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In their initial articulation of the direction of the CSCW field, scholars advanced an open-ended agenda. This continuing commitment to open-ness to different contexts and approaches is not, however, reflected in the contents of the major CSCW outlets. The field appears to privilege particular forms of cooperative work. We find many examples of what could(More)
Enterprise resource planning (ERP) systems are widely used by large corporations around the world. Recently, universities have turned to ERP as a means of replacing existing management and administration computer systems. This article provides analysis of the rollout of an ERP system in one particular institution in the UK, the particular focus being on how(More)
This paper addresses the seemingly implausible project of establishing a 'generic' organizational information system. The is an apparent contradiction: on the one hand, we are told of the diversity of specific organizational contexts and on the other, we often find the same standardised software solutions being applied across those settings. How do generic(More)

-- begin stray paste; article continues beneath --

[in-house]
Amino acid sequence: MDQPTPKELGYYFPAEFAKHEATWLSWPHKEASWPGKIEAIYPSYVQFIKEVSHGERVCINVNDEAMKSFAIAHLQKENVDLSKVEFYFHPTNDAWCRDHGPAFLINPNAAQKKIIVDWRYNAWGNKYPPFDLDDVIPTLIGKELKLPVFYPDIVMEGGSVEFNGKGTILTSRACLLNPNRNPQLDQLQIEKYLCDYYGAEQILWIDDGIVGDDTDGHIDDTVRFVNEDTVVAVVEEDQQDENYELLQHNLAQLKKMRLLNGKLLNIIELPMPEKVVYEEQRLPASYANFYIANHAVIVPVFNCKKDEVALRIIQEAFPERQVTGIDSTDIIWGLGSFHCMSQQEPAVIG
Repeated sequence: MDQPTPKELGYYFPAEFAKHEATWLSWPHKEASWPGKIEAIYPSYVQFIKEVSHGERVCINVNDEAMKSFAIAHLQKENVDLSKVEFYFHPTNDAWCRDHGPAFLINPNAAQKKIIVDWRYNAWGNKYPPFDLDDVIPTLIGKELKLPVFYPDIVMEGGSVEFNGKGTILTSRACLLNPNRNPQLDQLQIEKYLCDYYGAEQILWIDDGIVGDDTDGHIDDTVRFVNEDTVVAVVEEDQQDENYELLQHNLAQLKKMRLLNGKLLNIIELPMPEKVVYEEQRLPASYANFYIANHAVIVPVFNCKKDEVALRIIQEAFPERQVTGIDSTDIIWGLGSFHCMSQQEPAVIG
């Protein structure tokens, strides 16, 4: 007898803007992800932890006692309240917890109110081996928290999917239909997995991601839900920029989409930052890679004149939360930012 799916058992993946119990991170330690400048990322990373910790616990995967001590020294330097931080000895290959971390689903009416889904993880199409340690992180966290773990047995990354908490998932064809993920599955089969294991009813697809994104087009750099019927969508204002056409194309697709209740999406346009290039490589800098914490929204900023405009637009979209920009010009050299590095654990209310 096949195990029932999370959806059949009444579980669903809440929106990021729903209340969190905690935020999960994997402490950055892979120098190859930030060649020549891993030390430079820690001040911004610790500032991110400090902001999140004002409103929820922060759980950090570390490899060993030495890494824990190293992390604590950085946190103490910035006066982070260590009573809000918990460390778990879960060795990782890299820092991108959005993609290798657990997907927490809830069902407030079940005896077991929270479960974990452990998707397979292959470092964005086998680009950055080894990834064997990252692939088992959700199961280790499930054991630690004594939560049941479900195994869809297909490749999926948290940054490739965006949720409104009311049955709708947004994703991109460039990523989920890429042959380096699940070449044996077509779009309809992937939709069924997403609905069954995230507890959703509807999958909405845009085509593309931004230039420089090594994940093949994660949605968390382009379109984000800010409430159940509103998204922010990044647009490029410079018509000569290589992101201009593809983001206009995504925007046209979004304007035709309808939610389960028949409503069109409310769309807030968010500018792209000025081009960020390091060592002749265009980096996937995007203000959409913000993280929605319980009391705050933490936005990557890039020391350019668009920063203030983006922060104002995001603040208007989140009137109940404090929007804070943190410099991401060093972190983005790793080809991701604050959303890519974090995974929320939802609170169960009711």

A This paper investigates the development and implementation of a generic off-the-shelf computer package and the competing pressures for standardization and differentiation as this package is made to fit new organizational settings. The particular focus is on an Enterprise Resource Planning (ERP) system and its application within universities. In(More)
The business of technological expectations has yet to be thoroughly explored by scholars interested in the role of expectations and visions in the emergence of technological innovations. However, intermediaries specialising in the production, commodification and selling of future-oriented knowledge have emerged to exert new kinds of influence on the shaping(More)
Technology acquisition is an important but neglected issue within the social science analysis of technology. The limited number of studies undertaken reproduce a schism between rationalist (e.g., economic) forms of analysis, where the assumption is that choice is the outcome of formal assessment, and cultural sociological approaches which see choice as(More)